Another feature of lisp that the casual new user probably hasn’t encountered is find-class. This accessor retrieves the class definition of the symbol. I’ve talked a bit about the class and polymorphism model in Lisp before, see here and here.
As we’ve mentioned throughout this series, a Lisp program is put together somewhat differently than a C++ program. In Lisp, we start with a Lisp image, and then, by loading forms, we augment the image with definitions of functions and data structures. So, you might ask, what actually happens when a defclass form is loaded into the image? Throughout this series I’ve been sticking to C++ nomenclature. The “class” is the abstract definition that tells the system what is involved in creating objects. The “object” is a single instance of the class. But what happens when a defclass form is loaded into a Lisp image? Well, it creates a new object. Not an object of the class you’re defining, it creates an object of type standard-class. That object is tied to a symbol, the name of the class itself. The make-instance function actually uses find-class or its equivalent to retrieve the object associated with the name of the object your instantiating, and then uses that object to construct the instance. So, find-class retrieves the object that defines the class, just as fdefinition retrieves the actual function bound to the name passed.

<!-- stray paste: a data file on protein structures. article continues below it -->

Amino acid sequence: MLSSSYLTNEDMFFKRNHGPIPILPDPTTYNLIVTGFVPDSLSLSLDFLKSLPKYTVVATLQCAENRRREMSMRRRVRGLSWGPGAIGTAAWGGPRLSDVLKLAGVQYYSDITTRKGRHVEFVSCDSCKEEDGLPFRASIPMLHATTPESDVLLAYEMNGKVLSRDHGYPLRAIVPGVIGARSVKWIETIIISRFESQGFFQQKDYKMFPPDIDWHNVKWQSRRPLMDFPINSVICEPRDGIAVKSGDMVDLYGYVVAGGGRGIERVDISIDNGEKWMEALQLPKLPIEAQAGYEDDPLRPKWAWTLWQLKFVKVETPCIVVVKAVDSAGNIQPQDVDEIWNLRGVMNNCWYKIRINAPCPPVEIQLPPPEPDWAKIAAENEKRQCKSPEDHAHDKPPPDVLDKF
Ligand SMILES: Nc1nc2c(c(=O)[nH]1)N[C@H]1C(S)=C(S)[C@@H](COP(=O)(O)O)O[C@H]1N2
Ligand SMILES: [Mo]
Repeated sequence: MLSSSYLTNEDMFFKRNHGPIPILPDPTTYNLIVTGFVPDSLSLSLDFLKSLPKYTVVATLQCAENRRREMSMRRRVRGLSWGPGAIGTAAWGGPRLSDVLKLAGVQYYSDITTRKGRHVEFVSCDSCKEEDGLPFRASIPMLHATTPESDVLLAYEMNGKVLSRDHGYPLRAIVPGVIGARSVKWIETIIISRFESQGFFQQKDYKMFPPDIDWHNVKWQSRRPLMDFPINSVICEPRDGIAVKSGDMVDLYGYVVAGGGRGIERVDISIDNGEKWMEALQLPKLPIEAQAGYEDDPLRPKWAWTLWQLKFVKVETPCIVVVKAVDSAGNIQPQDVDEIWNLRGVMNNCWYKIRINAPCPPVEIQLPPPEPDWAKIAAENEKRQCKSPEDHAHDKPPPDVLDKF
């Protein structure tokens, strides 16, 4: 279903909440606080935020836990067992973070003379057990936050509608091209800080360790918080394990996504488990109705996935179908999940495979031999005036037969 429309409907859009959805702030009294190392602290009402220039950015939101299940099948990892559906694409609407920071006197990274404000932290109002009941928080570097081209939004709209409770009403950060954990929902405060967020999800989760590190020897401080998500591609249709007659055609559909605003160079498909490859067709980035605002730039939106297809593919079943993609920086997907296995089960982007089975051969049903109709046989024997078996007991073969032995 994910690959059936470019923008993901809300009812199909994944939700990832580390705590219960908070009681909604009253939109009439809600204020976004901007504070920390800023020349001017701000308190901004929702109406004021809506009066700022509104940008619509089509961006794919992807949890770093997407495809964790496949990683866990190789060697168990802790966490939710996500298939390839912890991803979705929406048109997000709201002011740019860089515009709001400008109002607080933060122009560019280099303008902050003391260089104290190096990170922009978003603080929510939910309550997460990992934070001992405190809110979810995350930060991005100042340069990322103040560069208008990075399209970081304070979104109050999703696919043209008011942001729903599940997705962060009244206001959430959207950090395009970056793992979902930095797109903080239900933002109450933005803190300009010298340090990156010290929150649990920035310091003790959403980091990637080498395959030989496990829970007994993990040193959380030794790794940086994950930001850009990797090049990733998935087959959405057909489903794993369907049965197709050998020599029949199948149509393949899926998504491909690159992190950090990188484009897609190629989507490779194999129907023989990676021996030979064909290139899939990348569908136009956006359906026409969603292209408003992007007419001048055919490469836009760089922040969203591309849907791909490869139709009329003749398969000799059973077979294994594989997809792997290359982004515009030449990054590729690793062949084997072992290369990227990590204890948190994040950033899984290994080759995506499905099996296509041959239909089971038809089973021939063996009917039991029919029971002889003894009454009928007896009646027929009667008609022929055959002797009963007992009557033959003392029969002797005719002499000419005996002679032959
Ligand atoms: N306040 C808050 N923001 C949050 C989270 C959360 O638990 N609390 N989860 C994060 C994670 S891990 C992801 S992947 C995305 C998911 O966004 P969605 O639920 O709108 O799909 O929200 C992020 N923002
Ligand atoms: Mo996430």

You’re not likely to find very many uses for this accessor. It can be used in the implementations of defclass and make-instance, and there might be some situations where you want your code to examine a symbol to determine whether it’s a class, a structure, or something else, but these are quite esoteric applications.